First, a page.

Facts about African Buffalo
The African buffalo is the only wild cattle species found in Africa. It is also known as the Cape buffalo, forest buffalo, and savanna buffalo. The African buffalo inhabits parts of sub-Saharan Africa. There are four subspecies of the African buffalo that differ in color, size and type of habitat in which they are found. The African buffalo lives in open forests, savannas, woodlands, and deep-lying rainforests. Because the African buffalo is water dependent, it needs habitats that receive at least 10 inches of rain per year. African buffalo is not endangered.
Buffalo’s kill more hunters than any other species.
African buffalo is large animal that can reach 6.8 to 11 feet in length, 3.2 to 5.6 feet in height and weight between 660 and 1900 pounds.
Buffalo rarely have twins.
African buffalo has large head, broad chest and strong legs. It is four times stronger than ox.
Buffalo are good swimmers.
Body of African buffalo is covered with hair that can be brownish to black in color.
Buffalos are known to kill Lions.
Horns of African buffalo are shaped like question marks. Males have longer and thicker horns.
African buffalo roam by the thousands in sub-Saharan Africa.
African buffalo is a grazer. It feed mainly on the grass. When the grass sources are scarce, it may eat shrubs and trees.
African buffalo have a complex social structure based on what scientists call a “dominance hierarchy”.
African buffalos live in large herds that sometimes include thousand animals. Usually, herds are smaller, with up to 12 animals on average.
Both males and females travel together in the same herd, with a group of related females forming the core of the herd, while a group of subordinate males and older animals form sub-herds.
Herds usually consist of females, their offspring and one or more males. Males that are not part of the herd can form bachelor herds, or live a solitary life.
Buffaloes are pregnant for about 11 and a half months before giving birth to new calves.
Solitary animals are easy target of lions, which are their natural enemies.
Calves stay with their mothers for about one year before they become more independent within the herd.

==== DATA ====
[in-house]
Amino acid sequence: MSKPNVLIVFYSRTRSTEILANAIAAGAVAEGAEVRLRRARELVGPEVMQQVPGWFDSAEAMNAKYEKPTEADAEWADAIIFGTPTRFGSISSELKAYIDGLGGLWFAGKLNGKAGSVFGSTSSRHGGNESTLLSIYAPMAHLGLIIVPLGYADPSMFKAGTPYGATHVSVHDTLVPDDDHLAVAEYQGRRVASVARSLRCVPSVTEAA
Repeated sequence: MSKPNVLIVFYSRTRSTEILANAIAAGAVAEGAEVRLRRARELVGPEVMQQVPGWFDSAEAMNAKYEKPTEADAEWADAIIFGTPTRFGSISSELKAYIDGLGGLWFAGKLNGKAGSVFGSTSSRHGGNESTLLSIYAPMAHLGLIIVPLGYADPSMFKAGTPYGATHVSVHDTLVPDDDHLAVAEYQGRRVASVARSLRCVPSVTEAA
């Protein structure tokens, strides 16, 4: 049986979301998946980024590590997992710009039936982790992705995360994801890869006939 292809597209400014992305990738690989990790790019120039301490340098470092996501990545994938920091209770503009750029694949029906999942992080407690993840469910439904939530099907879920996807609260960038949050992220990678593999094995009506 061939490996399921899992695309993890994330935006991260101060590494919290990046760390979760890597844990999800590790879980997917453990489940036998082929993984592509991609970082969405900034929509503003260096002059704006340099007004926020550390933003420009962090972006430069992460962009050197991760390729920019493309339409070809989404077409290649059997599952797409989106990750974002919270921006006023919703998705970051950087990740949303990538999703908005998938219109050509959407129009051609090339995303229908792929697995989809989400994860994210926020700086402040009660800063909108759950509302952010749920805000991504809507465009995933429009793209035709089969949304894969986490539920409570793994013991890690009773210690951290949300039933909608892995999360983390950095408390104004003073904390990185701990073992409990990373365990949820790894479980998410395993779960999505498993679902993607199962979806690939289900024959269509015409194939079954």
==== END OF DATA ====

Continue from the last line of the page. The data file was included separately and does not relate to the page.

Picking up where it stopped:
Life in herd ensures certain advantages. Animals are well informed about the best feeding areas and sources of water. Besides that, they are protected against the predators.
The African buffalo has never been domesticated thanks in large part to its unpredictable behaviour.
When faced with predators, animals of the herd form a circle around the young, old or weak animals, exposing their large and sharp horns toward the predators. This barrier is very effective and prevents predators to reach the animals that are not strong enough to fight.
African Buffalo will often kneel down and rub their necks and heads on the ground in a display of aggression to establish dominance.
African buffalo is well known for its exceptional memory. It will recognize a person (such as hunters) that hurt it in the past and it will attack it at their next encounter. Same is with lions. They will “preventively” kill cubs of lions that are known attackers of the herd.
Although not the fastest bovine at 35mph (56kph), African Buffalo can still outrun lions.
African buffalo has poor eyesight and sense of hearing, but their sense of smell is excellent.
African Buffalo do not have very good eyesight but their hearing and especially their smell is exceptional.
Mating season of African buffalo takes place between March and May. Pregnancy lasts 11 and half months and ends with one baby (calf).
The African buffalo has a symbiotic relationship with many African birds such as the Oxpecker. They are often found eating insects off the buffalo and will also warn the buffalo of approaching danger.
Bond between mother and calf is very strong. Calf is completely dependent on its mother during the period of suckling, which lasts one year.
When grass is scarce or of too poor quality, buffaloes will browse woody vegetation.
Average lifespan of the African buffalo in the wild is 20 years.